The RNZAF in World War II
1939-41 Empire Defence
When war was declared on 3 September 1939 the RNZAF personnel strength was 91 officers, 665 airmen in the Regular Force, with 79 officers and 325 airmen in the Territorials. There were 102 aircraft, mostly second-hand Baffins and Gordons; the only new aircraft were five Oxfords ( twin-engine trainers) and nine Vildebeestes (single-engine biplane bombers).
The first year of World War II saw accelerated expansion of the RNZAF, with new flying training schools established at Taieri, Harewood, New Plymouth and Whenuapai and air gunners' and observers' schools at Ohakea. An Initial Training School was set up at Rongotai, later moving to Levin. Flying obsolete Vildebeestes, Vincents and Baffins, three of the four territorial squadrons were mobilised and positioned to patrol the approaches to Auckland, Wellington and Lyttelton harbours. The 30 Wellingtons in the UK with their New Zealand air and groundcrews (awaiting delivery to NZ) were offered to the Royal Air Force and became No.75 (NZ) Squadron of the RAF.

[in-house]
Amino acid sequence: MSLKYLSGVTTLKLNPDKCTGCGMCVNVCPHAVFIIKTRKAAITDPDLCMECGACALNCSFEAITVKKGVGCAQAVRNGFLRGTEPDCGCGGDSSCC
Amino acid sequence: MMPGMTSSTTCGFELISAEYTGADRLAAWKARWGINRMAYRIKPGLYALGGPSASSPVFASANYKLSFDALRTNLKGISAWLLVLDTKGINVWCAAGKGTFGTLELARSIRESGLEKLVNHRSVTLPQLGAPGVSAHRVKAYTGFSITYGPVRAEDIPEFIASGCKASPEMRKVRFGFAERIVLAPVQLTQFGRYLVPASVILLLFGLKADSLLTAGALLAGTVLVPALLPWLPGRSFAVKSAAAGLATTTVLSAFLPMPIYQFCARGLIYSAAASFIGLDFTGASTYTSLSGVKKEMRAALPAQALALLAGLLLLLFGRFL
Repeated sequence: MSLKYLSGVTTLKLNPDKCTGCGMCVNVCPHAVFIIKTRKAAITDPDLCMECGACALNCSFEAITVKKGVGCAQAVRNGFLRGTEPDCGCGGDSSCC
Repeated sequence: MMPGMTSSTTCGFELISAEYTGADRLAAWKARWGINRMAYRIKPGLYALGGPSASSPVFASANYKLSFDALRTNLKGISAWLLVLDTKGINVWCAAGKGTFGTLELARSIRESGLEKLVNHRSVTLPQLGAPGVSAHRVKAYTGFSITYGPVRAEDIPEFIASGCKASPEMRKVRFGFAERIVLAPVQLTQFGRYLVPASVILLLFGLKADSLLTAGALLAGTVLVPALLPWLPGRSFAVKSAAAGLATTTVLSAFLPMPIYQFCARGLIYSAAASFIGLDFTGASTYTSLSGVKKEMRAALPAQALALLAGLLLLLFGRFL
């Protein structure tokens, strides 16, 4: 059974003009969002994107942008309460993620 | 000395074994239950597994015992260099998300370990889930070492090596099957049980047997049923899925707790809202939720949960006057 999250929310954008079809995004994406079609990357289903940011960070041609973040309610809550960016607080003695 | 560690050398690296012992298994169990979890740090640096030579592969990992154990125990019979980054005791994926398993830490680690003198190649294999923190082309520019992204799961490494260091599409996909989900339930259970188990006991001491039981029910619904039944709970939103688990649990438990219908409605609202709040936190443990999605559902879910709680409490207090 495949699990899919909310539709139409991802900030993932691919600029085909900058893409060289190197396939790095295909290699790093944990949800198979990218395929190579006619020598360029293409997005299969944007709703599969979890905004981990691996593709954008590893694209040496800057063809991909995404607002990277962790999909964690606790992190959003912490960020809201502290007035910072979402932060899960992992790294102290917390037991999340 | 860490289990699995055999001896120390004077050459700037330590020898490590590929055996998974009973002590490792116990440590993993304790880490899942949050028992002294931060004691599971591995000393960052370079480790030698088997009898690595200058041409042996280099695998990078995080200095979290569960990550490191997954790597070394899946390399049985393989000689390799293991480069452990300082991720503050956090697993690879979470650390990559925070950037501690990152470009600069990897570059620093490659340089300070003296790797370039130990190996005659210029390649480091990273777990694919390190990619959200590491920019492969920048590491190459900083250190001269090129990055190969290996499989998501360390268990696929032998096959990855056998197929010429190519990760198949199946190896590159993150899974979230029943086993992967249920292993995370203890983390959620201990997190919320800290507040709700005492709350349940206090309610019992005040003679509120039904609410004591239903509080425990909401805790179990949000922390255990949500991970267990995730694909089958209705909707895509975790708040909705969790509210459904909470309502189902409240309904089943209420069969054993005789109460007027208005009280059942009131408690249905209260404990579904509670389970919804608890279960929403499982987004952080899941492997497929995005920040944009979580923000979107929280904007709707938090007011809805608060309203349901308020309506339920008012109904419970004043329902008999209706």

In mid-1940, German success in Europe led to a review and expansion of the BCATP which would continue at full pace until mid-1944 before winding down to finish in March 1945. Of the final total of 131,553 aircrew graduates, 7002 were New Zealanders. Graduates of the BCATP, along with others who were trained in New Zealand (and proceeded from NZ direct to the RAF) served with distinction in all theatres of the war.
Many New Zealanders served in the seven "New Zealand" RAF Squadrons Nos. 485– 490, established under Article XV of the BCATP Agreement, to ensure a continued linkage of airmen with the nations that formed the British Commonwealth.
The deeds of the New Zealanders in service with the RAF are well recorded in books and other material on the air war in WWII. Among them, three New Zealanders won the VC during air operations:
- Sergeant James Ward,
- Squadron Leader Leonard Trent and
- Flying Officer Lloyd Trigg.
On the home front in 1940, the threat from German surface raiders and the increasing prospect of further military action by Japan resulted in strong pleas from the New Zealand Government for modern aircraft to defend the country. The British Government agreed to release Lockheed Hudson bombers, which began arriving in mid-1941.
To overcome a shortage of men for New Zealand duties, the Women's Auxiliary Air Force (WAAF) was established during 1941. Over 4700 WAAFs served in the RNZAF during WWII.